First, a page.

Imagine if knocking down pigs in Angry Birds could make you a better midfielder. Or if spending hours playing Minecraft could raise your batting average. (It can’t, and it won’t.) Video games — especially those found in Apple and Google app stores — have primarily been about providing a simple distraction from real life. They’re fun and great for wasting time and getting through long car rides. But their usefulness often ends there.
HeadTrainer hopes to change that.
HeadTrainer is an iOS and Android mobile app designed to make athletes better by improving their cognitive abilities. Simply put, it aims to make you better at sports by training your brain through video games.
The app is endorsed by athletes including Alex Morgan, Richard Sherman, Dale Earnhardt Jr., and Caroline Wozniacki, and developed in conjunction with the Duke Sports Science Institute.
“A quarterback with the best arm won’t be effective unless he can track, anticipate, and decide with precision,” says Duke Sports Science Institutes’ Deborah K. Attix, Ph.D., ABPP/CN in an email. “A soccer player likewise has to judge interference, anticipate moves, plan routes, decide when to pass and kick. These are the abilities that are at the heart of HeadTrainer workouts.”
HeadTrainer has 15 games — a/k/a workouts — featuring virtual athlete cameos and increasingly difficult challenges. The workouts are designed to improve the user’s memory, processing speed, focus and concentration, visual-spatial awareness, and decision-making. The app is free to download and use, but additional features can be purchased for $4.99 a month.
The science behind the app is rooted in studies about how to influence memory and thinking skills in healthy people and in individuals suffering from injuries and illnesses. There are other brain training apps out there, like Luminosity. But HeadTrainer is designed specifically to increase athletic performance through sports games.
“We identified the areas of memory and thinking that are important to athletes, and used experts in developing the interactive exercises to tap those theories,” Attix says.
One of the early adopters and endorsers of HeadTrainer is Toronto Blue Jays right fielder Jose Bautista. He likes to use the app when he has some down time or a few spare minutes before a game. HeadTrainer is convenient for Bautista because it gives him an opportunity for mental practice that isn’t time-consuming or tied to expensive coaches.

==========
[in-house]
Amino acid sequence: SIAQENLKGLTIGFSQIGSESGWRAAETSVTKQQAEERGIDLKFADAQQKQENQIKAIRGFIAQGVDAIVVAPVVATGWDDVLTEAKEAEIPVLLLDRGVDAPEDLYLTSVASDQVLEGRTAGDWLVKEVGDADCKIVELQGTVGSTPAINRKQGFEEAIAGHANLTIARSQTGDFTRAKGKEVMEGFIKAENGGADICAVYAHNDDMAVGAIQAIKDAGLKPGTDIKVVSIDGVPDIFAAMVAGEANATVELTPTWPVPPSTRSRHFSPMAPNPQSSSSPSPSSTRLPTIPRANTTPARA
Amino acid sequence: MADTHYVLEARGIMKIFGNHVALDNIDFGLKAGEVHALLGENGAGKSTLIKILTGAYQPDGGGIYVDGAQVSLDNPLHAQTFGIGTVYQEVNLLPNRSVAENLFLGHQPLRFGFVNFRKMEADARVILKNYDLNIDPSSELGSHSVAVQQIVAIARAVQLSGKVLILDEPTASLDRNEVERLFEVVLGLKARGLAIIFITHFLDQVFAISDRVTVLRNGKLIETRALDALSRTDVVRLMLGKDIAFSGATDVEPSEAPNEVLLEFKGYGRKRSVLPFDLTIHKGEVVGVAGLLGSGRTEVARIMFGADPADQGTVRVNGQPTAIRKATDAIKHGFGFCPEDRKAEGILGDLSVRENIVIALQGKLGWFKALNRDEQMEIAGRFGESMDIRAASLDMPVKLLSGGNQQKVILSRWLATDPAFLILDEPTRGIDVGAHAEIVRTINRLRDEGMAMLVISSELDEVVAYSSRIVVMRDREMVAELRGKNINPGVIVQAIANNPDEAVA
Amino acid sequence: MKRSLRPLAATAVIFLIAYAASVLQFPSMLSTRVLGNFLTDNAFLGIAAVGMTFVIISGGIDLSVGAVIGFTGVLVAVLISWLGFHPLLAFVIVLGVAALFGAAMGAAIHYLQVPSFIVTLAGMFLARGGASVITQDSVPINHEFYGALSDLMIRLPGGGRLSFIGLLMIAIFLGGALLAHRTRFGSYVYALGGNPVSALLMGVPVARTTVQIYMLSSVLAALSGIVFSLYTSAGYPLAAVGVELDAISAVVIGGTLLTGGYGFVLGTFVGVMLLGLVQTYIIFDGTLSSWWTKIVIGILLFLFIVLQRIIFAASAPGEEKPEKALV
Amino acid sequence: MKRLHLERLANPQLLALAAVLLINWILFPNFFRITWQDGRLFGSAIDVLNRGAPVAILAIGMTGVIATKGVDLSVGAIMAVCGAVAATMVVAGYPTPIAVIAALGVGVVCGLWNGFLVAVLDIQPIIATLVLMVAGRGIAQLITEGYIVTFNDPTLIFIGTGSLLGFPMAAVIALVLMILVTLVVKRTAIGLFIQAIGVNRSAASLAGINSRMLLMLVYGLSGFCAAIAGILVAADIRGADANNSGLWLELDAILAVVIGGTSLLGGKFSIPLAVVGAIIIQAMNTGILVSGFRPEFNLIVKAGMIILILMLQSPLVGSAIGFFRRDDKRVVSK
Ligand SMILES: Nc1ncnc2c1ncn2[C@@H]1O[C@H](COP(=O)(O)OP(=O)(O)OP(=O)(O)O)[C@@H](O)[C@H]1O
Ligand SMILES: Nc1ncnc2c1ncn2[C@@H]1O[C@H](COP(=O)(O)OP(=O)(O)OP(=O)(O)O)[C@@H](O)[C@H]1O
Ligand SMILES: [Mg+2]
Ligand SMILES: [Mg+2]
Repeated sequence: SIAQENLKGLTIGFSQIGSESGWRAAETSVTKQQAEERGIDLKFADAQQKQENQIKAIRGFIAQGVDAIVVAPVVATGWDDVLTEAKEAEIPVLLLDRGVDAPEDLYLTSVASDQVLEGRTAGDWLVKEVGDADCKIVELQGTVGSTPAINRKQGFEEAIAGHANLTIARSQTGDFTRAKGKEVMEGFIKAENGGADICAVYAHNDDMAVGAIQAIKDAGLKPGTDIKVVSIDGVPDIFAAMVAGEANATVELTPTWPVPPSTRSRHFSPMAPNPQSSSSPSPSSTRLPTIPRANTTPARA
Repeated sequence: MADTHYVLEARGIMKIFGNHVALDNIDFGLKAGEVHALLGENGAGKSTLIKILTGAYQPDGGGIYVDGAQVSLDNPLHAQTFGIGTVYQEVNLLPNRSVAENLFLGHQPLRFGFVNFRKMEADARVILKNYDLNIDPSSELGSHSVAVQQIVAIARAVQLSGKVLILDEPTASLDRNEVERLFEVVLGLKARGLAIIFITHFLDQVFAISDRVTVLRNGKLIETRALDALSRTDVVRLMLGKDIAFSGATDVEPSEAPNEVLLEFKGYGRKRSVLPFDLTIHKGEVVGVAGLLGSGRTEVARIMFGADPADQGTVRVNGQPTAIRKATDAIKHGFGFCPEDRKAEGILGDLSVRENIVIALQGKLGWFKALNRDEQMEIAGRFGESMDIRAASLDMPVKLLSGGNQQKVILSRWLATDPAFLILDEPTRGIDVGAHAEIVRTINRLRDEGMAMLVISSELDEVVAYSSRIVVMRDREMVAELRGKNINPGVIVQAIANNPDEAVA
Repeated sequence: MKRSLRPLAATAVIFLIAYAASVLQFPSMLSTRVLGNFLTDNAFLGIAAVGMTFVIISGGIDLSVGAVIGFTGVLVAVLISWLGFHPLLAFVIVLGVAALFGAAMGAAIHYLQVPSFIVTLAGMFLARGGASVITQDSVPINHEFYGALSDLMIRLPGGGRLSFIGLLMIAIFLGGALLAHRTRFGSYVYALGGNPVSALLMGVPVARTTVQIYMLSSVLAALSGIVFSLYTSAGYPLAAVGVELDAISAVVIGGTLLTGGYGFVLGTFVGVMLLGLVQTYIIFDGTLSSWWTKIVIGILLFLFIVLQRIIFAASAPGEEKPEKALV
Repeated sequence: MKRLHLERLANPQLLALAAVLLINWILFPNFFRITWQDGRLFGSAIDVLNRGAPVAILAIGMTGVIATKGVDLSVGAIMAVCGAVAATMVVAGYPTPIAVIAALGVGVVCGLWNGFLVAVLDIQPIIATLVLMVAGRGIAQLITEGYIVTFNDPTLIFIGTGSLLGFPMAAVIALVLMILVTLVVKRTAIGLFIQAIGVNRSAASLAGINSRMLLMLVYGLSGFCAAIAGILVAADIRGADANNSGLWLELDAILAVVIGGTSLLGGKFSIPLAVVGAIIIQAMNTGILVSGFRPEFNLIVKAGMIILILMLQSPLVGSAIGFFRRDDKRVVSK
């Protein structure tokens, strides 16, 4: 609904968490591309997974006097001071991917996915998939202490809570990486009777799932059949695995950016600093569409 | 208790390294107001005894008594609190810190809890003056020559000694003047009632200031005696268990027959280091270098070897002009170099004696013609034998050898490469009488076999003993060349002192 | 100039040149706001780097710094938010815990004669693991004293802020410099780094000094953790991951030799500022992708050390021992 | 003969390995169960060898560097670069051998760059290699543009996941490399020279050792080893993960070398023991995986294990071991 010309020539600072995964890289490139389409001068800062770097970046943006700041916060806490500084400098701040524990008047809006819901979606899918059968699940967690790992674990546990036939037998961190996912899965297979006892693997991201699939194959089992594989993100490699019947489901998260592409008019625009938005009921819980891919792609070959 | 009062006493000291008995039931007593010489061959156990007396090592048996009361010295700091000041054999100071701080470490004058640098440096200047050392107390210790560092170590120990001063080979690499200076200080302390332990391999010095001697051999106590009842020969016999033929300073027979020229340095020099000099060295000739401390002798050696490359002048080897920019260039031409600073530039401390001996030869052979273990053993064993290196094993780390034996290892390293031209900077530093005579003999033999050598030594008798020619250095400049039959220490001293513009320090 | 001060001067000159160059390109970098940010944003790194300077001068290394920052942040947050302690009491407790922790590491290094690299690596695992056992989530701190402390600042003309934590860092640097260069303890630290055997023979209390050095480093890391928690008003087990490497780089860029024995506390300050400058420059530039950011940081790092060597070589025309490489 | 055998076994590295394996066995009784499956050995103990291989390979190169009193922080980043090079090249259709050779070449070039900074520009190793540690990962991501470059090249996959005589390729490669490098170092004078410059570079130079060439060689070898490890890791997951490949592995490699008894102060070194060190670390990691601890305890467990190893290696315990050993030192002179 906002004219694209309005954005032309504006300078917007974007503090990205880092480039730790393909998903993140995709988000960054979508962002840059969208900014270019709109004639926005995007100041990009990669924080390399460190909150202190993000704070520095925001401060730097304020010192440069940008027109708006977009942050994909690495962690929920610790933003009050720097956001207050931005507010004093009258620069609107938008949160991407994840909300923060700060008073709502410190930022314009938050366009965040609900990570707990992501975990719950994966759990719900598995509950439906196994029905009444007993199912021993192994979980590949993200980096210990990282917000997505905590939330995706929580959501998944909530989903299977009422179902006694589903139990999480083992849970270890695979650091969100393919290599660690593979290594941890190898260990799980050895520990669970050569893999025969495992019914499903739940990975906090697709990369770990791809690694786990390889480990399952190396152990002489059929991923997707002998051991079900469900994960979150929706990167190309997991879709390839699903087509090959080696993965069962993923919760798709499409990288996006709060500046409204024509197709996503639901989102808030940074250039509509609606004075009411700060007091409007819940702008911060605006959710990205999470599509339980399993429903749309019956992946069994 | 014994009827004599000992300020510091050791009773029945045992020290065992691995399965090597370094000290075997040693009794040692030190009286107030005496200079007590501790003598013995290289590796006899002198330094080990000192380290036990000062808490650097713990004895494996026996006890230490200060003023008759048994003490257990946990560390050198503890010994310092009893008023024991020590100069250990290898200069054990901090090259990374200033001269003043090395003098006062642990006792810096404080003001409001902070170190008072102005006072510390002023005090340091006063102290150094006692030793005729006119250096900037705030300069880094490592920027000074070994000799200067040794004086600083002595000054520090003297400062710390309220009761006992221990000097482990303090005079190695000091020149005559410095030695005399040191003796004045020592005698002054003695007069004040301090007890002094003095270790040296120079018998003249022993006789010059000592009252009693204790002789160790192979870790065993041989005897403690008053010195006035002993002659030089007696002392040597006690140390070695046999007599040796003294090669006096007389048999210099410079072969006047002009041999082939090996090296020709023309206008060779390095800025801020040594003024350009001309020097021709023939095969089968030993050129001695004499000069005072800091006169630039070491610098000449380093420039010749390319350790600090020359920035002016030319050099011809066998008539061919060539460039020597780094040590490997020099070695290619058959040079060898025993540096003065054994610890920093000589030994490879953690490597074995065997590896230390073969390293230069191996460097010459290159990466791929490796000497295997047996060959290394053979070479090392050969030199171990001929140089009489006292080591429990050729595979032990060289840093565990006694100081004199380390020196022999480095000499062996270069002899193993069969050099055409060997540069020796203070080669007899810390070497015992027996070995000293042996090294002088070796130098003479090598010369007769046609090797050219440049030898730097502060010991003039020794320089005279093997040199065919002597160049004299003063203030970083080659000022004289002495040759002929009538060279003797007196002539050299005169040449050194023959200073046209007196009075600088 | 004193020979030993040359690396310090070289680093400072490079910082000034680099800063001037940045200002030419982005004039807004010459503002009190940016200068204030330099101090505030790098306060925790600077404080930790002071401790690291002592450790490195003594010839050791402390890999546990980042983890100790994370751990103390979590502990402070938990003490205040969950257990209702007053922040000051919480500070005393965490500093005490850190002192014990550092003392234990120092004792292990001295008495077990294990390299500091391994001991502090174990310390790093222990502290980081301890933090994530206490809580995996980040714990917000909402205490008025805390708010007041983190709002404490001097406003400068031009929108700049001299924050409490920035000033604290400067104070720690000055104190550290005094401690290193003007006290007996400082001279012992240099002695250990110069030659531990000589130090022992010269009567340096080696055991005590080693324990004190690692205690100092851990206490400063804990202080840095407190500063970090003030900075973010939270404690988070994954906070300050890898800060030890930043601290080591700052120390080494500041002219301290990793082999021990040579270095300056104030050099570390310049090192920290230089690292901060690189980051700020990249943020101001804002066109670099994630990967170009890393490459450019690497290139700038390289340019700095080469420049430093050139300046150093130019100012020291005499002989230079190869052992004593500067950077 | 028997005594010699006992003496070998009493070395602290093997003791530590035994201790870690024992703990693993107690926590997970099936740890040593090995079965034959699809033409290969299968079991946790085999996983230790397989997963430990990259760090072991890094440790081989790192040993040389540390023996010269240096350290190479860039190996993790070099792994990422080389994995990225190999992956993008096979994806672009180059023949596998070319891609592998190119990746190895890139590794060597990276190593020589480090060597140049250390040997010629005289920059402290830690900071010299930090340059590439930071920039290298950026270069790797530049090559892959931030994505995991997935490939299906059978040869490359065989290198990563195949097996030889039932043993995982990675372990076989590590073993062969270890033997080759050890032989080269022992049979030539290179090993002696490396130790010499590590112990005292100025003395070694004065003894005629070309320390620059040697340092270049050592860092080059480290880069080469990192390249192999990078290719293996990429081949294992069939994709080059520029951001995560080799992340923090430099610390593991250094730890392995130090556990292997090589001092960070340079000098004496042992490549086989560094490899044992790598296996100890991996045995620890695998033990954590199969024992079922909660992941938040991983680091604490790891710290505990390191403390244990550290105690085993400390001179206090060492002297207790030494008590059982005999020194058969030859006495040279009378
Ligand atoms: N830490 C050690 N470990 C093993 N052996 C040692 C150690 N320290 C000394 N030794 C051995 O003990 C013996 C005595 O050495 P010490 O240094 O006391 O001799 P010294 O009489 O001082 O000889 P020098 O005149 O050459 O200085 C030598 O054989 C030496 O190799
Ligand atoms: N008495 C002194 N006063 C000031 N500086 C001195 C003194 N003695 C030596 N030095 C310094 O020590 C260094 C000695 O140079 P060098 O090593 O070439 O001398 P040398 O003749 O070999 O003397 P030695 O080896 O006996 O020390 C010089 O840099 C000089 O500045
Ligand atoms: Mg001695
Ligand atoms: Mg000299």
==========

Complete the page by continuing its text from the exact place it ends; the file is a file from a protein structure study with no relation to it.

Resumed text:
“I feel like the best type of coaching is when you can learn the basics and then coach yourself off of that with what works best for you,” Bautista says. “I think with HeadTrainer that’s definitely possible."
Bautista adds that he uses HeadTrainer to work on his concentration and attention to detail.
“Sometimes in one of those big game-time situations, let’s say late in the game when you arrive on deck and then at the plate, and you haven’t been in that situation for a few days or a week, your brain might get distracted by anything that you might be seeing or looking at,” Bautista says. “If you practice with HeadTrainer, ideally, and you get the result you’re looking for, you’re more likely not to get as distracted.”
Currently, the HeadTrainer team is analyzing data and user feedback to build new workouts and features for the second version of the game. They expect to release it later this year.
An app is no substitute for getting out on the field or court and playing. But HeadTrainer is banking on the fact that mental practice is becoming just as important.
“I feel like as an athlete, when I was growing up I did neglect the mental part of sports a lot,” Bautista says. “And I wish I could have made an adjustment to train that and pay more attention earlier in my career, because I think would have seen different results earlier than I did.”
For more information on the app, and to download it, visit the HeadTrainer page in the Apple App Store
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